However, before the plant was actually commissioned, instructions were received from London to close down without even a trial run. Apparently, the £128,000 construction expenses had been too high and it was considered that the capacity was insufficient for profitability.
It has been asserted that the company had infringed a foreign patent, but cost factors may have influenced the decision to close the plant.
The place contains the remains of an electrolytic reduction plant comprising five groups of structures.
The primary crusher and ore dump group situated to the south comprise an ore dump site, earth loading ramp, concrete surfaces, tanks and building foundations. An iron flotation unit is located on the site (not in situ).
To the north are the concrete mounts and foundations of a wedge roasting furnace. These structures include a flue and iron chimney base and a vertical boiler alongside a concrete tank.
Adjacent to the west is a large concrete leaching vat 20 metres (66 ft) square and 3 metres (9.8 ft) in height, which was originally equipped with a gantry crane. The walls of the vat are supported by heavy concrete buttresses.
To the north are four circular leaching vats of concrete construction each 11 metres (36 ft) in width and 3 metres (9.8 ft) in height.
The northern group of structures is located alongside to south of the Cloncurry - Mount Isa railway. This group comprises concrete surfaces and foundations of the electrolytic works, a rendered brick flue and base of an iron chimney and three concrete tanks each approximately 15 square metres (160 sq ft) by 1.5 metres (4 ft 11 in) in depth.
The fifth component of the site is the foundations of a former laboratory building, constructed with mud brick walls with cement render on exterior and interior surfaces.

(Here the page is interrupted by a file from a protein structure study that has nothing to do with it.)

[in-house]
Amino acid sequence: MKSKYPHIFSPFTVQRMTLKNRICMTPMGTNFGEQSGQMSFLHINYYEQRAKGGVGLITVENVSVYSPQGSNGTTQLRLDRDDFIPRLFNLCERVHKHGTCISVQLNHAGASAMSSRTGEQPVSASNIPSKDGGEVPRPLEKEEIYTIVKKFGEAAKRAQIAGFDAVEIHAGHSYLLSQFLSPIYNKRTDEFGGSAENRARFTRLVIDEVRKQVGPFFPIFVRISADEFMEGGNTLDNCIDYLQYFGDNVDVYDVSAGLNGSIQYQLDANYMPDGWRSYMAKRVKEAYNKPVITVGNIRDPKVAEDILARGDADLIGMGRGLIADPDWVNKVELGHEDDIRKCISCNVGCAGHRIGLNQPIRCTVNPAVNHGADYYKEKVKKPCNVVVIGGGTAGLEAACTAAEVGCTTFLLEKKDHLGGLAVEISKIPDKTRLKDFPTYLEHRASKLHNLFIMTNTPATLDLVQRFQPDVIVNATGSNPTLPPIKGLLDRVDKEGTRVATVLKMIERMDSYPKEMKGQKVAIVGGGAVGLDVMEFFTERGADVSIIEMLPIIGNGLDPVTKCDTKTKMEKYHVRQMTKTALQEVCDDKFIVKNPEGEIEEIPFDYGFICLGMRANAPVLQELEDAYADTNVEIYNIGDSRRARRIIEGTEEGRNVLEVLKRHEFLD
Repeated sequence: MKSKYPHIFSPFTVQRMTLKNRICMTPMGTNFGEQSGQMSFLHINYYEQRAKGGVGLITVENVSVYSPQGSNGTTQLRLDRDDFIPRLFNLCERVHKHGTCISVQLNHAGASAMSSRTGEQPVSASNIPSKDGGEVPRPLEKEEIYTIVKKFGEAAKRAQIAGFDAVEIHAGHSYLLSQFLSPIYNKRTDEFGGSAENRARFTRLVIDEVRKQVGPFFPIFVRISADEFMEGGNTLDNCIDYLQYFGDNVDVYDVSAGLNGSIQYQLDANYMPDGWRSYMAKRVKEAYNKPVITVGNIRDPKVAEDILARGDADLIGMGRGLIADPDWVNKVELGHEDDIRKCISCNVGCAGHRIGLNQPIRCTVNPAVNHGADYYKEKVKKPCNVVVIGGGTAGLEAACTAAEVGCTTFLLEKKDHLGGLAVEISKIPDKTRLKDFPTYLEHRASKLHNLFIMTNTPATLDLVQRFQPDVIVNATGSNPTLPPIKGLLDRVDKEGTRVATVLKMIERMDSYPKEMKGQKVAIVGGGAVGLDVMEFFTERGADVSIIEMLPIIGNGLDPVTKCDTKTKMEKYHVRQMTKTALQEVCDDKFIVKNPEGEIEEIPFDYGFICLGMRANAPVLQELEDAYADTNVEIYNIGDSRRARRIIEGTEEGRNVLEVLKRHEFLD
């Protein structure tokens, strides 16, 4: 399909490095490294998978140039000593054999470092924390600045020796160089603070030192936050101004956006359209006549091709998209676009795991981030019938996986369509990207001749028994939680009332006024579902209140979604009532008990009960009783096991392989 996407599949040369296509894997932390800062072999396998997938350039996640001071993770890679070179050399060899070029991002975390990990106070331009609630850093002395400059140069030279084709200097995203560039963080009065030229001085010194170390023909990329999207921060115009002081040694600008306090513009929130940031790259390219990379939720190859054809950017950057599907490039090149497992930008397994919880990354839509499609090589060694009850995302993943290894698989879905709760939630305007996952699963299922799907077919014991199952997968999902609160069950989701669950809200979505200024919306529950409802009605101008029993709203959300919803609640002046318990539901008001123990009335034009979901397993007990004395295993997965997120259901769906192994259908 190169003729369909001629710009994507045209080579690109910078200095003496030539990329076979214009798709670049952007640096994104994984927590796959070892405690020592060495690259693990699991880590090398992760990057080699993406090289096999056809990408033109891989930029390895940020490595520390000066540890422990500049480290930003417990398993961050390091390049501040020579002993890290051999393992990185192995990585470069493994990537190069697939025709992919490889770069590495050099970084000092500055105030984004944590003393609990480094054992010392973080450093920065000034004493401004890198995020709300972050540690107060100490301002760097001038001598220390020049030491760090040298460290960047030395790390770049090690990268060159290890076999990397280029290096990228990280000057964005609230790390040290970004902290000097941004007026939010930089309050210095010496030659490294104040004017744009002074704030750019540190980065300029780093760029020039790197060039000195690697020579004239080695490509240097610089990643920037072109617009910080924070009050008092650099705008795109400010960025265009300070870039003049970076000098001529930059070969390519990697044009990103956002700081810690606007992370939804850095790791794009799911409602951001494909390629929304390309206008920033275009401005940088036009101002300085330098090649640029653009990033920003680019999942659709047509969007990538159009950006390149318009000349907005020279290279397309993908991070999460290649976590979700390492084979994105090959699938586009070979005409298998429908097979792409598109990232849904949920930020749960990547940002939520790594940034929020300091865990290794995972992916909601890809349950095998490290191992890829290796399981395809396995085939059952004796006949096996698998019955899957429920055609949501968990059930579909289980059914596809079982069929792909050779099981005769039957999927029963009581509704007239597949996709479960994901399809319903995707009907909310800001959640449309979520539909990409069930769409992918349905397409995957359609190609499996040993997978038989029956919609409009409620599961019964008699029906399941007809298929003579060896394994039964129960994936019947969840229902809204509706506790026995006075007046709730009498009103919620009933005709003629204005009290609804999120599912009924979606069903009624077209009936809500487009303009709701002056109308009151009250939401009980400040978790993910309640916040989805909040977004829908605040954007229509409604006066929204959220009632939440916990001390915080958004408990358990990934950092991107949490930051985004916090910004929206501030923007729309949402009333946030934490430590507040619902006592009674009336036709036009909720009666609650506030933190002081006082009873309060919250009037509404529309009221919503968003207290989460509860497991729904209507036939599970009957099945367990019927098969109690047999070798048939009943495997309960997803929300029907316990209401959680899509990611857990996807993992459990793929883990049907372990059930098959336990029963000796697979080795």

Plant equipment at the site includes a vertical boiler (no brand) and flotation unit (not in situ) (no brand).
Mount Elliott Company Metallurgical Plant and Mill was listed on the Queensland Heritage Register on 17 June 2003 having satisfied the following criteria.
The place is important in demonstrating the evolution or pattern of Queensland's history.
Its construction testifies to the optimism held by the company for a centralised modern plant to service all their scattered ore reserves across the region.
The place demonstrates rare, uncommon or endangered aspects of Queensland's cultural heritage.
The Mount Elliott Company Metallurgical Plant is significant in Queensland's history as the only recorded surviving evidence of an early electrolytic plant. The laboratory remnants associated with the plant are architecturally uncommon, being made of ant bed adobe bricks.
The place is important in demonstrating a high degree of creative or technical achievement at a particular period.
The process was Henry Squarebrigs Mackay's own invention and the plant was designed in London. It was the first plant of its kind ever built and Mackay supervised its construction at Cloncurry.